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Management of head and neck injuries by the sideline physician

John W Whiteside
American Family Physician 2006 October 15, 74 (8): 1357-62
17087430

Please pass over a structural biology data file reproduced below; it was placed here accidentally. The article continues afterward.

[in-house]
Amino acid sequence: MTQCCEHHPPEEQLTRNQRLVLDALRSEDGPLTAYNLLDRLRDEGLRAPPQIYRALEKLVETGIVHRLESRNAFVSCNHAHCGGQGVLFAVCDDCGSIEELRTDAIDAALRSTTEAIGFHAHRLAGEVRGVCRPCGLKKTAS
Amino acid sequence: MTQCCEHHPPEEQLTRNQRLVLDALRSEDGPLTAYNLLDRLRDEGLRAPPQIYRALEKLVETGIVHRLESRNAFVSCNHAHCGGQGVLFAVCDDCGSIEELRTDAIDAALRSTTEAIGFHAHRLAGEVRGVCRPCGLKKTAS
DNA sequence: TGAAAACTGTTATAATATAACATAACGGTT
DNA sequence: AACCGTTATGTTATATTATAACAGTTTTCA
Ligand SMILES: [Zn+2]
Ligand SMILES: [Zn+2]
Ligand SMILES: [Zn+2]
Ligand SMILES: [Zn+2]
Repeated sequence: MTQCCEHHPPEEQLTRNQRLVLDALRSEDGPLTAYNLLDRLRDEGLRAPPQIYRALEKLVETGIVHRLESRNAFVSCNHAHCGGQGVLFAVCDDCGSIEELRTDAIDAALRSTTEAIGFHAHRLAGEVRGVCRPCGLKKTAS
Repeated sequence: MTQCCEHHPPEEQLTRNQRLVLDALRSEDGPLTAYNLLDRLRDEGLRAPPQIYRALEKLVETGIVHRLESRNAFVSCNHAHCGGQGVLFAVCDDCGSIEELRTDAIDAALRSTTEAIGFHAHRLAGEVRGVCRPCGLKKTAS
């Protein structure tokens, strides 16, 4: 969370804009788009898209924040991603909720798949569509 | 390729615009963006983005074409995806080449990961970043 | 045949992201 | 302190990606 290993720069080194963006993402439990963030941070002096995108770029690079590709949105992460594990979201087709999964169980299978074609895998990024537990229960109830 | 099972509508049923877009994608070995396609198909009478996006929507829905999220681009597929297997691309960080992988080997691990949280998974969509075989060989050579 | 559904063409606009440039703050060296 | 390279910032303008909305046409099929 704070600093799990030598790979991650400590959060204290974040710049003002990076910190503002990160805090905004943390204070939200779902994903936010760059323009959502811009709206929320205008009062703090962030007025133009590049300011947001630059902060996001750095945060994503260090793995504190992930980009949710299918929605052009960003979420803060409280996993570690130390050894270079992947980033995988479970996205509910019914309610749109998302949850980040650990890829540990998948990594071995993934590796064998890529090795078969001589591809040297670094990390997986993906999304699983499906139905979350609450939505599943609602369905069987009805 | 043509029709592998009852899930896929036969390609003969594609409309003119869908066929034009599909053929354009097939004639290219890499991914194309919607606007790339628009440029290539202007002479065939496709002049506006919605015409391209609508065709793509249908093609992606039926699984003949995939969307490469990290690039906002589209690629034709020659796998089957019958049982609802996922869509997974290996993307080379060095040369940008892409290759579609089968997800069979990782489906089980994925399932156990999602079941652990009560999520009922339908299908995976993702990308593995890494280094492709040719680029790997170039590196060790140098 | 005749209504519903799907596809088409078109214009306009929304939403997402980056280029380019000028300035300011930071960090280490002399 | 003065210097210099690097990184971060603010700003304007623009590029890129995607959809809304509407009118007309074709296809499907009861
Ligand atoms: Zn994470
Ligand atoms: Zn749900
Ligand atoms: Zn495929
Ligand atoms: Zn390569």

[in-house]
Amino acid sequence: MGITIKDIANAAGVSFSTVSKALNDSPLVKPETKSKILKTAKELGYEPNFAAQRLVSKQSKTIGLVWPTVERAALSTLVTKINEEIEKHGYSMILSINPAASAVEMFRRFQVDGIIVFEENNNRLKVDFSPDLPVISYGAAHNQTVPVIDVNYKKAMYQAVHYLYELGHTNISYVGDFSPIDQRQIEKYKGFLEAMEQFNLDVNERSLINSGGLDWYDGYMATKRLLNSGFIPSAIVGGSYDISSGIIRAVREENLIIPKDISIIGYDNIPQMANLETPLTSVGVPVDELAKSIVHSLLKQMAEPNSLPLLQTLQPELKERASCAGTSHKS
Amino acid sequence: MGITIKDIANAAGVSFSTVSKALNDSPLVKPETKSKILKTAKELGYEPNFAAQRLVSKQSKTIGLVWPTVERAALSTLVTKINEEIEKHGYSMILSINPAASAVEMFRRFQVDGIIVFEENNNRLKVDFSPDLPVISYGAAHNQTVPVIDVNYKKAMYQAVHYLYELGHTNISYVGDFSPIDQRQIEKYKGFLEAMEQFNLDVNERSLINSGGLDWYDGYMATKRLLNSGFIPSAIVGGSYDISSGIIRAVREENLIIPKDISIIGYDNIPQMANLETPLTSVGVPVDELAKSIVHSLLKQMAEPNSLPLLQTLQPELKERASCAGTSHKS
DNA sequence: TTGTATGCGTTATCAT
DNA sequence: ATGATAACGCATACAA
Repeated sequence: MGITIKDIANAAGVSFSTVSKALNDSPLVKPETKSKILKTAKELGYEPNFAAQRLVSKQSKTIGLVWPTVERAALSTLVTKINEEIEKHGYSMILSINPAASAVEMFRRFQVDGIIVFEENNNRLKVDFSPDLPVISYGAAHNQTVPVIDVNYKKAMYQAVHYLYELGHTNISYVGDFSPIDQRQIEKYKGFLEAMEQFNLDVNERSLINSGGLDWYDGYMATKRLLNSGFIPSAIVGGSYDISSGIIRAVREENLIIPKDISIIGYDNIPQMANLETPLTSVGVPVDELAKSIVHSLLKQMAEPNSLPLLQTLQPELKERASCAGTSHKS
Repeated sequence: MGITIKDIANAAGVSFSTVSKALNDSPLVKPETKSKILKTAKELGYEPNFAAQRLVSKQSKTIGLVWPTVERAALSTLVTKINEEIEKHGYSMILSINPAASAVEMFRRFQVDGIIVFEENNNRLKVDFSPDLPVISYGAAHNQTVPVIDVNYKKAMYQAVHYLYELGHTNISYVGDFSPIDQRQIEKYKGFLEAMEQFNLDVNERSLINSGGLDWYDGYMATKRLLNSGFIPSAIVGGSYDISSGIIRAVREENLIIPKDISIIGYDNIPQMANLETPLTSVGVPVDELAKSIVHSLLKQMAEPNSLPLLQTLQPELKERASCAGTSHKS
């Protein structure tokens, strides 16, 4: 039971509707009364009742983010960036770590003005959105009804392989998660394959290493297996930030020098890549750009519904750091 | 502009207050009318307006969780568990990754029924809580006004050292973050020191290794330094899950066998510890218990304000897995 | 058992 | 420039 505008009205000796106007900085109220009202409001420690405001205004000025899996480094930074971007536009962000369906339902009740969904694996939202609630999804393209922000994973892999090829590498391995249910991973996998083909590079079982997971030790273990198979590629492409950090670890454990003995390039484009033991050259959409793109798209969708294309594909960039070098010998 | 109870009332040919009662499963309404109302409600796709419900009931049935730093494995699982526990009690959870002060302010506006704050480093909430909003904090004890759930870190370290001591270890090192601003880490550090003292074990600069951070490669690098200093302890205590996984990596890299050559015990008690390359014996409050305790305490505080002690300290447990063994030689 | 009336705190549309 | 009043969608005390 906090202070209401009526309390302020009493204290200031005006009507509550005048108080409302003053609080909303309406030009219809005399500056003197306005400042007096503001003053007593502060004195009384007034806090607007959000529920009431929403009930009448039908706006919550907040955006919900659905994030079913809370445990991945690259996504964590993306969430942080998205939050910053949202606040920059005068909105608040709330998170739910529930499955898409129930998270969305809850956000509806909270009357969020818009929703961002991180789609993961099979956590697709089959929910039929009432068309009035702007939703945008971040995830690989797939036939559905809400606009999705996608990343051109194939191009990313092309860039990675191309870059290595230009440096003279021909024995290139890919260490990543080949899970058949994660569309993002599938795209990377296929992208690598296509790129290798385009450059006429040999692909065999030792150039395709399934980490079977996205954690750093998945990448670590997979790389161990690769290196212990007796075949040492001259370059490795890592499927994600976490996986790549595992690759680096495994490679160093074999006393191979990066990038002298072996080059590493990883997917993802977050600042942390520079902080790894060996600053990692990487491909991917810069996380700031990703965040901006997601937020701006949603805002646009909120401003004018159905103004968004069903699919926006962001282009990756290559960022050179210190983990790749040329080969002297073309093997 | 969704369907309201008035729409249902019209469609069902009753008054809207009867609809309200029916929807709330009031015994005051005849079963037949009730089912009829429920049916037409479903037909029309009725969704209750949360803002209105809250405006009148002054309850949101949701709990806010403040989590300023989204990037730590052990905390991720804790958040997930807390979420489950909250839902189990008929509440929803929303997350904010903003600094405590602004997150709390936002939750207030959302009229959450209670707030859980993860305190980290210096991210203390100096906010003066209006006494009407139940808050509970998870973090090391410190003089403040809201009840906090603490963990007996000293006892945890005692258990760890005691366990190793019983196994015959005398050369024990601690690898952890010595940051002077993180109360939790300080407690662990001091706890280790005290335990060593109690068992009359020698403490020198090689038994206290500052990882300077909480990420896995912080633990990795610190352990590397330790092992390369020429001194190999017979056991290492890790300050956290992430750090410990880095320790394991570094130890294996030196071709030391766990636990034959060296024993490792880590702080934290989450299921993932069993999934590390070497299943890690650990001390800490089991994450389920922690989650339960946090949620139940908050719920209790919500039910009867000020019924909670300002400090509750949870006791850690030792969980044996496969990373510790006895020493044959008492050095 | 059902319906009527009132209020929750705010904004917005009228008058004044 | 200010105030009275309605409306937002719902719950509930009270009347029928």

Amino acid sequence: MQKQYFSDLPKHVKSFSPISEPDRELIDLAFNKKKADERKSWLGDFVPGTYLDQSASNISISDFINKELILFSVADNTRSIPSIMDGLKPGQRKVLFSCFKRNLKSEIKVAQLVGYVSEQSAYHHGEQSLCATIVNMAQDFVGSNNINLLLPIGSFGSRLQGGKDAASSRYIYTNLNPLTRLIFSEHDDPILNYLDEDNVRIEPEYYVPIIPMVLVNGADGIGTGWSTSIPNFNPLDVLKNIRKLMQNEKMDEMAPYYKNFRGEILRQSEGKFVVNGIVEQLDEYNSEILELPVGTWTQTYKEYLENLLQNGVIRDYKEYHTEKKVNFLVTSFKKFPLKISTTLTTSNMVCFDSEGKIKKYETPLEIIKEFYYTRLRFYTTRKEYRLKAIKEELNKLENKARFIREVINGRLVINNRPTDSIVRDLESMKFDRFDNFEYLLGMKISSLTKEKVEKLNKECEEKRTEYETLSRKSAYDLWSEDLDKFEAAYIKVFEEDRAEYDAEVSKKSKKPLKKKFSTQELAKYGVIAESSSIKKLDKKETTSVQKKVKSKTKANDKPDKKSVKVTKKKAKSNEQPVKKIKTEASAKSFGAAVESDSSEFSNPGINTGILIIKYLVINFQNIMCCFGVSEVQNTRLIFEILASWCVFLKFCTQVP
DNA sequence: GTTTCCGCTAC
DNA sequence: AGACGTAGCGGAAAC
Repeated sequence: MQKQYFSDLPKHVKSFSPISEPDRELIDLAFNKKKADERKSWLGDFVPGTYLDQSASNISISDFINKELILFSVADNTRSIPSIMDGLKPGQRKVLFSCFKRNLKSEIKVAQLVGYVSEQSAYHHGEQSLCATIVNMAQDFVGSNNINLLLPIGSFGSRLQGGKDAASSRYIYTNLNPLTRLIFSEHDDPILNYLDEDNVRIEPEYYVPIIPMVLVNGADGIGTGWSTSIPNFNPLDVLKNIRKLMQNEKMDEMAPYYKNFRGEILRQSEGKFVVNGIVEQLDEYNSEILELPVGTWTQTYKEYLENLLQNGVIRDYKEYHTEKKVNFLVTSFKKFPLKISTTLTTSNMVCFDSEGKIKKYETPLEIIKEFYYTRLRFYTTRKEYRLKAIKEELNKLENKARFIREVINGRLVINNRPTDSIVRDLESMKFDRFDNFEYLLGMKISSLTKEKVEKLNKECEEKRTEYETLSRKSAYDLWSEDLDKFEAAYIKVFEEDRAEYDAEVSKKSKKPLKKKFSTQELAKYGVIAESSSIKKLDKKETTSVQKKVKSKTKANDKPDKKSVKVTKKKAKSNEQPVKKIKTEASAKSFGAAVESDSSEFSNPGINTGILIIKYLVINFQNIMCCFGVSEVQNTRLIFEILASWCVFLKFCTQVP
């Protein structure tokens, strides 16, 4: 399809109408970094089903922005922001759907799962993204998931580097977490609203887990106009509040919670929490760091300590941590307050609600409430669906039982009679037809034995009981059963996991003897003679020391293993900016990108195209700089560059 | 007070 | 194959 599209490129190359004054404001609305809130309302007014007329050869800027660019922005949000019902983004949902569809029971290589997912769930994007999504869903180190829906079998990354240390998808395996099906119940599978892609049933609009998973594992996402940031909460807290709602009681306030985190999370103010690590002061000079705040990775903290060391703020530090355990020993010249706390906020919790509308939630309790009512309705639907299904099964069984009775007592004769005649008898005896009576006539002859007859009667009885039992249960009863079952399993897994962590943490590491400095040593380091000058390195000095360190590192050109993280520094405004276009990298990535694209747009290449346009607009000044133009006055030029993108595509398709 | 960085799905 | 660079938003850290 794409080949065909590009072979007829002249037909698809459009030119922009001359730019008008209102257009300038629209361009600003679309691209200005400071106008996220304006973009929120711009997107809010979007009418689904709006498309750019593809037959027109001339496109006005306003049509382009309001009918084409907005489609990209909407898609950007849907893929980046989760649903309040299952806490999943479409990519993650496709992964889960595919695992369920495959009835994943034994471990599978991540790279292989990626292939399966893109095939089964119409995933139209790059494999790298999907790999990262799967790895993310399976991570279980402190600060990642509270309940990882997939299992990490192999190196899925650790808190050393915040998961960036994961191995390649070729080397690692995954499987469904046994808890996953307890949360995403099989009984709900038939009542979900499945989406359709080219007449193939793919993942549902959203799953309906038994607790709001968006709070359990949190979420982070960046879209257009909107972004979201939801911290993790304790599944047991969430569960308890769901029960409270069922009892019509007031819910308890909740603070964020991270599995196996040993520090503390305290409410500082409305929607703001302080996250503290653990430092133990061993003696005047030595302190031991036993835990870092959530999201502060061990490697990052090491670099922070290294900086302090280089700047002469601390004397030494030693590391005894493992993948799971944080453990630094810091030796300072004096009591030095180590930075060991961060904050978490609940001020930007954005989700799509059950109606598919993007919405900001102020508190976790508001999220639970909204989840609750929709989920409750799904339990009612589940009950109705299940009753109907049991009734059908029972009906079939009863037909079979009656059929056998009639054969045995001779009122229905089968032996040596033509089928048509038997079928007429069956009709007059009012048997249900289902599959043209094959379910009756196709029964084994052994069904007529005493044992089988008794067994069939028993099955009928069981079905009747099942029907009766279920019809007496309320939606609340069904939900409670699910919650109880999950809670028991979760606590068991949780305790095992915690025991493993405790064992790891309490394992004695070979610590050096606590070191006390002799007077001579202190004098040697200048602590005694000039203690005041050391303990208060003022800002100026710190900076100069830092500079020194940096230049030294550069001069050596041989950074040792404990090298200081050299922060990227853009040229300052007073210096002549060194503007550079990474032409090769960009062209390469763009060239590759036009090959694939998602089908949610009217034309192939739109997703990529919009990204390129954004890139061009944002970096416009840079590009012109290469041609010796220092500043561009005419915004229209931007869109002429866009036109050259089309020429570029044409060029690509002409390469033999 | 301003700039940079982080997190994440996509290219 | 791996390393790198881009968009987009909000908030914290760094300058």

Injuries to the head and neck are common in sports. Sideline physicians must be attentive and prepared with an organized approach to detect and manage these injuries. Because head and neck injuries often occur simultaneously, the sideline physician can combine the head and neck evaluations. When assessing a conscious athlete, the physician initially evaluates the neck for spinal cord injury and determines whether the athlete can be moved safely to the sideline for further evaluation. This decision is made using an on-field assessment of the athlete's peripheral sensation and strength, as well as neck tenderness and range of motion. If these evaluations are normal, axial loading and Spurling testing can be performed. Once the neck has been determined to be normal, the athlete can be assisted to the sideline for assessment of concussion symptoms and severity. This assessment should include evaluations of the athlete's reported symptoms, recently acquired memory, and postural stability. Injured athletes should be monitored with serial examinations, and those with severe, prolonged, or progressive findings require transport to an emergency department for further evaluation.

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